The Efficiency of Financial Institutions in UAE

Subject: Economics
Pages: 7
Words: 1929
Reading time:
8 min
Study level: College

List of Abbreviations

  • AED UAE Dirhams
  • (..) Not Available
  • (-) Zero or Insignificant
  • CB Central Bank
  • LC Local Currency
  • FC Foreign Currency

Money Supply (M0) Currency in circulation + Currency in the Bank

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Money Supply (M1) Money in circulation – Money with Banks + Deposits with local currencies

Money Supply (M2) M1 + Quasi monetary Deposits

Money Supply (M3) M2 + Government Deposits

Certificates of Deposits + Certificates offered by Central Bank to Banks to absorb excess liquidity.

UAE United Arab Emirates

WTO World Trade Organization

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Abstract

Several factors affect the effectiveness and efficiency of the United Arab Emirates (UAE) financial institution. Financial institutions are among the most volatile organizations. Several factors influence their effective operations across the world. UAE is a fast-growing economic point; as a result, its banking sector faces a lot of operational instability. While numerous factors influence efficiency in financial institutions, most of these factors are difficult to determine since very limited data is available. This paper has adopted literature material reviews in the analysis of efficiency measures in the UAE economic region. Most of the materials used in this study are based on researches carried out from 2004. An evaluation of efficiency measures, economic indicators such as human resources, technical, scale and allocation efficiencies were investigated. UAE’s most significant financial institutions are the banks.

DEA approach was applied as the most appropriate method in the analysis of banks’ efficiency measures. UAE’s economic volatility has made its banks have a lot of inefficiencies. However, from the data collected, allocative inefficiency is the highest in the industry. Comparably, scale inefficiency performs the least while pure technical has moderate significance. UAE banks also suffer inefficiencies from employees with limited work experience. Government regulations and ownership raise banks’ inefficiencies since their shares increase inversely with banks’ efficiency scores. The study shows that gender ratios also influence banks’ efficiency. Banks with more women were more efficient than male-dominated banks. Foreign banks and banks with foreign strategic management teams showed more efficiency compared to the locally owned banks.

UAE is a region of a varied economy. The countries in the region have a common cultural setup, economical activities and religion. Most of these countries heavily depend on oil trading across the world. UAE is among the regions with very fast-growing financial institutions. Enabling Governmental regulations, financial products diversity, high demand for Islamic products, and high productivity in the region have attracted many investors in the region. Since 1990, the financial industry has faced changes in technology, deregulation impacts and changes due to globalization. As a result, competition in the industry has heightened. Consequently, small financial institutions were absorbed by larger organizations. This research is aimed at identifying efficiency factors influencing these financial institutions’ operations.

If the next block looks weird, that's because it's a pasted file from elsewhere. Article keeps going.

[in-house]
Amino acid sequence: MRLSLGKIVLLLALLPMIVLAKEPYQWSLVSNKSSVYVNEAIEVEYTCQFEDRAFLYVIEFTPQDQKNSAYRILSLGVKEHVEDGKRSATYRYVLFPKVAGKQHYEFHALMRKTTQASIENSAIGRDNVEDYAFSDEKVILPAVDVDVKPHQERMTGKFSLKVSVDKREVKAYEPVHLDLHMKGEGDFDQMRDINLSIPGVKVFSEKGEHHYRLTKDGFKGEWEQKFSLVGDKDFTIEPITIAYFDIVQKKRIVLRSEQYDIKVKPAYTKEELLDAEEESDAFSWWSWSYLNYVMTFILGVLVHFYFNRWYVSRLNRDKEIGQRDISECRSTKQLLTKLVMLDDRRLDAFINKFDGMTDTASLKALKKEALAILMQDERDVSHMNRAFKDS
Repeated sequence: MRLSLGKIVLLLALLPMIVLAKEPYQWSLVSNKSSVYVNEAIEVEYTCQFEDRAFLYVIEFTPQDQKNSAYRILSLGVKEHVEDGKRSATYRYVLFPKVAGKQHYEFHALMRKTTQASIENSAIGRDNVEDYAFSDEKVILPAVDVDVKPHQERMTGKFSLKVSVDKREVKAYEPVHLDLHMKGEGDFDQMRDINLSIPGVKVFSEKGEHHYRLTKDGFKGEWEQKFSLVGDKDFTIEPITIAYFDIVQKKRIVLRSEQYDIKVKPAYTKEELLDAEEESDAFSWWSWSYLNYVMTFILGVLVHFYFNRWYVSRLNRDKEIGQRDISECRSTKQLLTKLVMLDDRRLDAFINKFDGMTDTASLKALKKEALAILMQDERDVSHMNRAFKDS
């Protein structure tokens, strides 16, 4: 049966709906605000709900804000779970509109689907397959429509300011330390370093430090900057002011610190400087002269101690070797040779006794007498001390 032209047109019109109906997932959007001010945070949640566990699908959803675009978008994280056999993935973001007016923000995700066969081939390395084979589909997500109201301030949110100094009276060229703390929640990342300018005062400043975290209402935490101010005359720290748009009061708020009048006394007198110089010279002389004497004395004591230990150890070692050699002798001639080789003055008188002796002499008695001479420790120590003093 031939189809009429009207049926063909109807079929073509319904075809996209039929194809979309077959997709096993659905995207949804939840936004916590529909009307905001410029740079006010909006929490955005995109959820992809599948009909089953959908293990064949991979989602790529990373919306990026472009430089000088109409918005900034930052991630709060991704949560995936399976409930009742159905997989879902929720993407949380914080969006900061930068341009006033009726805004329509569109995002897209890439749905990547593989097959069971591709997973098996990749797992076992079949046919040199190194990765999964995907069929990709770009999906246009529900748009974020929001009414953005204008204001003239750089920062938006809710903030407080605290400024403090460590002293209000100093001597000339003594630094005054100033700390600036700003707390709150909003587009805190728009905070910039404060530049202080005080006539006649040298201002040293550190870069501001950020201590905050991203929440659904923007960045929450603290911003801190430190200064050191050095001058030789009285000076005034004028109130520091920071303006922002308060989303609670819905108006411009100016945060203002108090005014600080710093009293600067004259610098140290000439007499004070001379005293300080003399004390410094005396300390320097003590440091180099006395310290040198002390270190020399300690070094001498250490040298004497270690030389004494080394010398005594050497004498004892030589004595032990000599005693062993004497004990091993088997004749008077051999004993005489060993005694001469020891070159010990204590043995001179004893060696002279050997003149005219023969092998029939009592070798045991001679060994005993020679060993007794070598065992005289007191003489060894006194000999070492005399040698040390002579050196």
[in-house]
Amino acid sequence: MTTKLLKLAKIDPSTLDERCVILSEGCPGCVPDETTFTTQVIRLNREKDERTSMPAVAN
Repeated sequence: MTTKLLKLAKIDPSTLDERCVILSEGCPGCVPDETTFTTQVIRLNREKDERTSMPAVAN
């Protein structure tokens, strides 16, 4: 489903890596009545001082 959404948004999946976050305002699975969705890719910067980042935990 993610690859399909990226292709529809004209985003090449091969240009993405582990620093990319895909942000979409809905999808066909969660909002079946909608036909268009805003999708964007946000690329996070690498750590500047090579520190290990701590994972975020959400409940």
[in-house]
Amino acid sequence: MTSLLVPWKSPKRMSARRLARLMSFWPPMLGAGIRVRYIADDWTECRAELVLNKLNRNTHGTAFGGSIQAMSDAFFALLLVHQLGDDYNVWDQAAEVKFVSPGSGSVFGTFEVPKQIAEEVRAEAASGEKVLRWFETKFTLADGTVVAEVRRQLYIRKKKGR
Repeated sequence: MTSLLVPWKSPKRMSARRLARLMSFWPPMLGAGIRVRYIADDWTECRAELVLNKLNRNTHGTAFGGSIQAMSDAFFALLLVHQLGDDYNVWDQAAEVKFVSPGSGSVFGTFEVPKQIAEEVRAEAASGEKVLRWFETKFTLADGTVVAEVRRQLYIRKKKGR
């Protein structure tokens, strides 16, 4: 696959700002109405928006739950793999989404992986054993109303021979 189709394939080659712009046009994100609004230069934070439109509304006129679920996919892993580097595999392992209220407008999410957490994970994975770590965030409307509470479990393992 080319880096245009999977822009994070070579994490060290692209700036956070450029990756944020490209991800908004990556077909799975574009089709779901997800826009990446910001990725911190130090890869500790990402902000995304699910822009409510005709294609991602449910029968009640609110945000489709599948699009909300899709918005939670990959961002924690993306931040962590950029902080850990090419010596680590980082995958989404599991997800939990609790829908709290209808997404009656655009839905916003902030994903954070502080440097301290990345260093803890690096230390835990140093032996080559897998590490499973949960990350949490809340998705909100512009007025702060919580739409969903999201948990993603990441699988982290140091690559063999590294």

Introduction

Financial institutions are vital in creating monetary flow through deposits and lending. Economic stability relies heavily upon banks’ effectiveness and efficiency in monetary transactions. Control of cash flow, majorly, is under national commercial banks. As a result, most economies, including the eastern economies, fight hard to ensure that their financial institutions are stable. UAE is a region of a varied economy. The countries in the region have a common cultural set up, economical activities and religion. Most of these countries heavily depend on oil trading across the world.

UAE is among the regions with very fast-growing financial institutions. Enabling governmental regulations, financial products diversity, high demand over Islamic products, and high productivity in the region have attracted many investors in the region. Since 1990, the financial industry has faced changes in technology, deregulation impacts and changes due to globalization. As a result, competition in the industry has heightened. Consequently, small financial institutions were absorbed by larger organizations. This research is aimed at identifying efficiency factors influencing these financial institutions’ operations.

Banking Industry

The banking sector is among the industries, which have faced a lot of organizational restructuring. World economic dynamics have brought changes in customers’ behaviors, altered employee needs, new competitive moves and technological needs. The conception of the World Trade Organization (WTO) has greatly impacted banks both positively and negatively across the world. As a result, banks’ stakeholders are obliged to develop new structures, processes and outcome strategies to maximize the available opportunities effectively.